Reinvention is both scary and wonderful: In some ways you get to be a whole new person, and see life from a very different vantage point. The trick is to accept that reinvention is possible—and that it is completely in your own hands. Change is not easy for any of us. We get in a groove, and coast. No question, it takes guts.
My first “invention” of myself, so to speak, was at age 43. I continued my education and got my Masters in Social Work. After graduation I was thrilled to quickly land a social work position at a hospital. I could not have been more grateful and excited because I actually landed a part time position, and getting part time work in the field, in Manhattan, is never easy. I could only work part time due to my chronic painful sensory neuritis.
However, at that same time my beloved poodle, Alba, was very ill with various illnesses, and in truth she was slowly dying. The stress of leaving her alone all day, except for a twice-a-day dog walker coming in, was making me anxious. While I loved the idea of helping clients with their health-related and other life struggles, my main focus as a hospital social worker was primarily to get patients into rehab facilities or set up visiting nurse services that would allow them to go home. It was a rewarding job but ultimately not the right fit for me. My dream had always been to provide therapy in a more clinical, ambulatory setting, and help those who suffer from chronic illnesses develop coping skills to better manage their difficult lives.
Given these conflicts, I made a difficult but necessary decision: I would give up the job and spend the last few months with my dog as her pet parent, caretaker and nurse, giving her medications eight different times a day. This felt right, especially since I had recently lost my mother, and just the year before my brother David had died. I could not lose my beloved dog without doing as much as I possibly could to comfort her and reduce her pain or discomfort.
The thought of not having a dog to love and take care of was not a possibility in my life. After Alba died I became a “doggie mommy” to another beautiful poodle whom I named Dea (Day-ah). My life was full in that respect. At the same time, I was struggling to find another of the few and far-between part time social work positions.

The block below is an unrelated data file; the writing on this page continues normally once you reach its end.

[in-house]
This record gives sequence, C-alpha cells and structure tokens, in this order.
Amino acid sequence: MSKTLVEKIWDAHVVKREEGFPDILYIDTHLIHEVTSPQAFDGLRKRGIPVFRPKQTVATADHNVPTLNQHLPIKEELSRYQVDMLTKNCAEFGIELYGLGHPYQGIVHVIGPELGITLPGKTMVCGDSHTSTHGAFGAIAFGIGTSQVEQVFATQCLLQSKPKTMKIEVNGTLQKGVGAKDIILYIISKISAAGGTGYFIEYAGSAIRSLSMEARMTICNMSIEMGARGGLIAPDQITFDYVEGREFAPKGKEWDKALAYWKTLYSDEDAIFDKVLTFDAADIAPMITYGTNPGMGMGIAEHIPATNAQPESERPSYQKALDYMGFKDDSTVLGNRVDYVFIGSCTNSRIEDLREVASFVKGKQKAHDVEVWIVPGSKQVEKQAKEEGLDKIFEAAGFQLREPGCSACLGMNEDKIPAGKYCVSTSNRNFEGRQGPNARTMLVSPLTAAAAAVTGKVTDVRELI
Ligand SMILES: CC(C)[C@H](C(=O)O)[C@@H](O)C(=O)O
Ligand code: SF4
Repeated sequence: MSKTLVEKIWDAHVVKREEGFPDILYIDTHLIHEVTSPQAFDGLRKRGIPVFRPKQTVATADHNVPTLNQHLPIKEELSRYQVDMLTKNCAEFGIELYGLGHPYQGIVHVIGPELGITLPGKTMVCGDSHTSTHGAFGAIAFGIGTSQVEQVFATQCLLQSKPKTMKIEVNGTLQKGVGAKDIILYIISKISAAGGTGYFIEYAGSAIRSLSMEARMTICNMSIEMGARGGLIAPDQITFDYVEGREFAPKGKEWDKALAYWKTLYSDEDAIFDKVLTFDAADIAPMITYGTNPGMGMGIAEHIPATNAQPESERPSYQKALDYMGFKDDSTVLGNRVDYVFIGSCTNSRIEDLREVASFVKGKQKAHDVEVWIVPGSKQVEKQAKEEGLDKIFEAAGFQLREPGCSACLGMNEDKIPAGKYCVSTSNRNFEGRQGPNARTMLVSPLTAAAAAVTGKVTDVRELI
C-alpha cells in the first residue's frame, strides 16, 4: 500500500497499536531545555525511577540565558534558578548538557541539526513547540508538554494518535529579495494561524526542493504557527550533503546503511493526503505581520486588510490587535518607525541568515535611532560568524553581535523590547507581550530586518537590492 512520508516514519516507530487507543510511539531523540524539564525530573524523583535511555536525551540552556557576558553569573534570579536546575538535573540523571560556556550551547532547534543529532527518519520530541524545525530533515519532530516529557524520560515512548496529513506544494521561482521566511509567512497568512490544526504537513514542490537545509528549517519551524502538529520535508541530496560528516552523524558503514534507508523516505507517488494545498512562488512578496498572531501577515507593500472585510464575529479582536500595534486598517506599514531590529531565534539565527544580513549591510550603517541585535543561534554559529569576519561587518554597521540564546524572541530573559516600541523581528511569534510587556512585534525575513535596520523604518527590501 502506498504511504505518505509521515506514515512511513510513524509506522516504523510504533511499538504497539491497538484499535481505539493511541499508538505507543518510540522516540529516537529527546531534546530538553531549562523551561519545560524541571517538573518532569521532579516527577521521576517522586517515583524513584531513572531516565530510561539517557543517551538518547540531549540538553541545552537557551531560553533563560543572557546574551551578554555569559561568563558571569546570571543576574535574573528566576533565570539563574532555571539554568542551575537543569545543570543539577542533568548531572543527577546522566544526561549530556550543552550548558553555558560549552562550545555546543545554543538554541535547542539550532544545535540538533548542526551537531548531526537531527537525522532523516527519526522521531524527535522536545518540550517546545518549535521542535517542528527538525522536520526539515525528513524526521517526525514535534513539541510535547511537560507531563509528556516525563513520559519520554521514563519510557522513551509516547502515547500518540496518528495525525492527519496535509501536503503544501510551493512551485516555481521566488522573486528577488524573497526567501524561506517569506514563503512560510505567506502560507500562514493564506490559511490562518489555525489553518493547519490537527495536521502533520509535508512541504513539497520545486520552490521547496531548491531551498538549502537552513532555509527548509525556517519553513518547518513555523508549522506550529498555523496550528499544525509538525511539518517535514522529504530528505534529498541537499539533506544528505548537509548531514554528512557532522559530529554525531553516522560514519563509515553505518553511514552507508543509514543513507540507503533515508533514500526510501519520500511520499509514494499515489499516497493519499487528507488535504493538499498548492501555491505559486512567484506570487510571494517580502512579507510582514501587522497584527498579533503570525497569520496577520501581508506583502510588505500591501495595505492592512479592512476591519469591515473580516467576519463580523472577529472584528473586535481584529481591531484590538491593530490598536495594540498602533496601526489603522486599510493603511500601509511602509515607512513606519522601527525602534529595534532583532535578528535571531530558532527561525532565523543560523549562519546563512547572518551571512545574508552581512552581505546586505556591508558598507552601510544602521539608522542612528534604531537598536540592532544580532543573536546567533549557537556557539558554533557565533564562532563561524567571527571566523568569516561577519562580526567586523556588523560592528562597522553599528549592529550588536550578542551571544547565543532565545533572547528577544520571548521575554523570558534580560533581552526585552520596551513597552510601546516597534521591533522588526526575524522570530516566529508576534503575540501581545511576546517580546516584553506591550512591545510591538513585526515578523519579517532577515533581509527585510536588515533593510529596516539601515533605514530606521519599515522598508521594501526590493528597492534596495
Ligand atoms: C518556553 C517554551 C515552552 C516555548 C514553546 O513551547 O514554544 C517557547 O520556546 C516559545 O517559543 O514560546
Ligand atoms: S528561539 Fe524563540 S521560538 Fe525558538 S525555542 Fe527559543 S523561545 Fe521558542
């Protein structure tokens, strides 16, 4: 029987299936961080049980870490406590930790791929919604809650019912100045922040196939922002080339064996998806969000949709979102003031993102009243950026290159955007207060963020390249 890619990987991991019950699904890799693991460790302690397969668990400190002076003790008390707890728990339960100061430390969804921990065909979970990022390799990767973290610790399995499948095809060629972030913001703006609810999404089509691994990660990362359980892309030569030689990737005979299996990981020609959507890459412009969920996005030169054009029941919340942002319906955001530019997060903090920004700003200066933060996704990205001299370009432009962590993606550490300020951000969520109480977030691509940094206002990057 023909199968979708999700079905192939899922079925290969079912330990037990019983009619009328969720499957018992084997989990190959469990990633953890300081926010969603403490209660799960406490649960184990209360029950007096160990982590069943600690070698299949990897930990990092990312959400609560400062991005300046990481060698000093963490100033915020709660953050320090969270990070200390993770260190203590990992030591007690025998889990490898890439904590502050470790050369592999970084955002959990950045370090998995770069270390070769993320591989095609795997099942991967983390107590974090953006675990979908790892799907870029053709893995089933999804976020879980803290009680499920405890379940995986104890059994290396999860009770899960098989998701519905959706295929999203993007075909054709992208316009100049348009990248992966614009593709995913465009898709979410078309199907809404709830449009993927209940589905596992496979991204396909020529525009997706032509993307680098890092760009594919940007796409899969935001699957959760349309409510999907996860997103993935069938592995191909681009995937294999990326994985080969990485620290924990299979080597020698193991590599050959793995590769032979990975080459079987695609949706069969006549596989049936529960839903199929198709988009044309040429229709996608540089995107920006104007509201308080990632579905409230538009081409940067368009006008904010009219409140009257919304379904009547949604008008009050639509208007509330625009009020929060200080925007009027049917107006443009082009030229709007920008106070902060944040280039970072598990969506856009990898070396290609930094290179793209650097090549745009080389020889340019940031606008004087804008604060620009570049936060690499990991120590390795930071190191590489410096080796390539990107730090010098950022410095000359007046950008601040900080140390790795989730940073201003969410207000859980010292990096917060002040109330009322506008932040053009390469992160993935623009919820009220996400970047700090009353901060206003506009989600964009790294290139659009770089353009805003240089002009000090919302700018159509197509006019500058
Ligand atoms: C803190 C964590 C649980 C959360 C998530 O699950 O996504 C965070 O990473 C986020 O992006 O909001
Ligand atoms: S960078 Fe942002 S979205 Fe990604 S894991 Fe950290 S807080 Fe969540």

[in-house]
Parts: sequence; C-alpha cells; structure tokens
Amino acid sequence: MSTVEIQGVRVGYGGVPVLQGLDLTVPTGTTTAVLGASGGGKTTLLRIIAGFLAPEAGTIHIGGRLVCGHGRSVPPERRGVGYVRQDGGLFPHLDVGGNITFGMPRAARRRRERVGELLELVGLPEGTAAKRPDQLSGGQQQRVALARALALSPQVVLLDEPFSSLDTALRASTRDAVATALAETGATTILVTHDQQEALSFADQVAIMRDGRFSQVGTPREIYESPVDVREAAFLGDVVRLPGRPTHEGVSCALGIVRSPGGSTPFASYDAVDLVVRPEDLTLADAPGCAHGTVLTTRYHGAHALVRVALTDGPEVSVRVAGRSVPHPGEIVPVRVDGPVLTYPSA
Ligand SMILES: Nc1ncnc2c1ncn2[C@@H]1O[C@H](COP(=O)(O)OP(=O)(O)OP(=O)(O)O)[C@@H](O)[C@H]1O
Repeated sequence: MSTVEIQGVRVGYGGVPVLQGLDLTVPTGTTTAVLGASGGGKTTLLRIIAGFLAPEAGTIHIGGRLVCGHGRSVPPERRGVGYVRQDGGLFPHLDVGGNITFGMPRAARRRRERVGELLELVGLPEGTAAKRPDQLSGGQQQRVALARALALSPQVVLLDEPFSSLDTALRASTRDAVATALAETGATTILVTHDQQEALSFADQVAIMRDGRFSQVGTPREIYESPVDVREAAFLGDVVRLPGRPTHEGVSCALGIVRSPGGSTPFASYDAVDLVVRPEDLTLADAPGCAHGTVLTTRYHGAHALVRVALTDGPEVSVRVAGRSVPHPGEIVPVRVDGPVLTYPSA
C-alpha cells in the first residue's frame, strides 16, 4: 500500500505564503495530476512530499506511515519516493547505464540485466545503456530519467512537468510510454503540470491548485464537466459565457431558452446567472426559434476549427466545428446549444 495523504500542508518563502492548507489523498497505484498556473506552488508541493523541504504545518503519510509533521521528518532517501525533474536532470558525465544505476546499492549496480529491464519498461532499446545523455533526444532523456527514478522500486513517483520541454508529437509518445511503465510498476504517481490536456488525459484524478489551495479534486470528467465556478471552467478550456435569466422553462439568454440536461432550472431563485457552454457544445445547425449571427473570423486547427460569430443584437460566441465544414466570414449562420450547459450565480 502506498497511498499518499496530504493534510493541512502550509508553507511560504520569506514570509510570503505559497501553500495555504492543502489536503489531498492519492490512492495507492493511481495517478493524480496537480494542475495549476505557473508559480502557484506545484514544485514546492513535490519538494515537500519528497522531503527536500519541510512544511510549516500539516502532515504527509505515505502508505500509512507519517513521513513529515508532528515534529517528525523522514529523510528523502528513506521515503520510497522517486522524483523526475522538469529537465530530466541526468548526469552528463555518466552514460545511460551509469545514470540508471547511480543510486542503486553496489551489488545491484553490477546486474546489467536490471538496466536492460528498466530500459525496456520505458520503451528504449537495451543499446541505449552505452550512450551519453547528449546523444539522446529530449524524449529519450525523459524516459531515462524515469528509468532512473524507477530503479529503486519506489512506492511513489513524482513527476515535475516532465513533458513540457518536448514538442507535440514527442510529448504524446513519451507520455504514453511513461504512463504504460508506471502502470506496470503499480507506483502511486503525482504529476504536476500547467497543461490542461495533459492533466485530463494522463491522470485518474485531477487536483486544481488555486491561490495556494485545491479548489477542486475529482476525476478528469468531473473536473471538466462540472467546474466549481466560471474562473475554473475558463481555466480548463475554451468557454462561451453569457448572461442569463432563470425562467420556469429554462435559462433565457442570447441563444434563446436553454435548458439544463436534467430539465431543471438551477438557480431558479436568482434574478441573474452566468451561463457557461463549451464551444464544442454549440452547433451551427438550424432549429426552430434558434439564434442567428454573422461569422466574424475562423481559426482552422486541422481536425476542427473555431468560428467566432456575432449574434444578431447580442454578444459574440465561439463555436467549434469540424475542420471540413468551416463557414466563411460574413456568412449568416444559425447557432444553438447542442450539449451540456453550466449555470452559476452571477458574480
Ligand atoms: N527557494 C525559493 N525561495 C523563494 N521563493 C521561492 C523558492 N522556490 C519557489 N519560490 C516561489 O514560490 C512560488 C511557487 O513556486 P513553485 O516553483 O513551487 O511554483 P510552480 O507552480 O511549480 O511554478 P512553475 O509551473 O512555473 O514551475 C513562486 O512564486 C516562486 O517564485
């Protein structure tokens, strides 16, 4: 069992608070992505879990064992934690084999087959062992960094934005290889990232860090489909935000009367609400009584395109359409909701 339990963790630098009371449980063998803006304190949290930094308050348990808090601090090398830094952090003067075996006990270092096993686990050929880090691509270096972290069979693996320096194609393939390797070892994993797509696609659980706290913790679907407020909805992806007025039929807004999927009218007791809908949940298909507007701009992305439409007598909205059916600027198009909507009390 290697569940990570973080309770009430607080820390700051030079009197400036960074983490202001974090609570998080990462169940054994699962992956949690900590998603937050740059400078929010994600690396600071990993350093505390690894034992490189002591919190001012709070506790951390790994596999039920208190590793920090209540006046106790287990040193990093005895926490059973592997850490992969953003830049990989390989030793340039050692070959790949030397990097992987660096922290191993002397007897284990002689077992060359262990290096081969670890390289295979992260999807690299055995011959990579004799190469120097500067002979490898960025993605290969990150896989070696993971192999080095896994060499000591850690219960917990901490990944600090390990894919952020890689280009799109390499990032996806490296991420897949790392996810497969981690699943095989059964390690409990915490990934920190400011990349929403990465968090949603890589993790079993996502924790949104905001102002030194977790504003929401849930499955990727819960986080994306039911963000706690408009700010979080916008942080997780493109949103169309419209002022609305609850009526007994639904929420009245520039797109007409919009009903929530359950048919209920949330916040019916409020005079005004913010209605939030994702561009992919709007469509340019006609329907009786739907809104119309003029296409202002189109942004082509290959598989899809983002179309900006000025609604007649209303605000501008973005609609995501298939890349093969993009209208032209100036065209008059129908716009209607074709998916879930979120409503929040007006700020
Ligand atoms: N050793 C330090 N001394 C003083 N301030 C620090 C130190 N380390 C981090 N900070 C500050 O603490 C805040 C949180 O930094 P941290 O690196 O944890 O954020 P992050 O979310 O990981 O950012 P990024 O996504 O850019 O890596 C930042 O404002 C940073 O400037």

Okay, How Do I Reinvent Myself After 50?
Meantime, reflecting deeply on what I really wanted to do—at age 50—I asked myself that very question: How do I reinvent myself after 50?” I decided to re-invent myself by becoming a published author! Many people dream of writing a book or books—why would I think I had such abilities! The encouragement that made all the different came from an octogenarian named Grace. I had formed an intense bond with Grace after my brother died, and this gave me the courage to begin showing her my writing samples. Initially these were little snippets expanding on portions of excerpts from the diary that I had been writing in every day while I had been living in Rome, many years before. To my surprise and elation Grace loved my writing and urged me to keep going. She even pushed me to delve deeper, to find the essential truths so that my audience of future readers would identify with my struggles and triumphs and all else I was trying to convey. Grace’s belief that my story was widely relatable, and her confidence in me helped me continue writing. To help take the book I was working on to a higher level of publishability, I began to take memoir-writing classes. I had gotten the “writing bug” but knew full well that it is extremely difficult to be objective about your own writing—especially with a memoir. After the writing classes ended I met a brilliant editor with whom I continued to study and learn the craft. Eventually the developmental outlines were in place and I had a completed manuscript.
When my book, titled A Place Called Grace, was finished, published, and for sale on Amazon, many people—both friends and strangers—posted positive reviews. For me the most meaningful reviews were those that said they related so much to my story. They also said that my book gave them perspective on their own troubles and struggles, and the inspiration to also “reinvent” themselves. Those comments allowed me to recognize and celebrate what I had accomplished. I had set out to help others who felt they were stuck in their lives as I had been, benefit from my journey, and perhaps find the courage to take big steps to hopefully transform their own lives to be happier, healthier and more engaged in the world.
At the end of a most difficult decade, filled with some joys, but also with a great deal of loss and pain, physical and psychological— I am proud to say that I did succeed in reinventing myself after 50 bybecoming a real author who has completed, published and is actively promoting her first book.
The truth is that in life you have to keep reinventing yourself. To stay the same is to stand still, and to stand still is to atrophy. So if that same question haunts you: “How do I invent myself after 50,” keep this answer in mind: How can you not?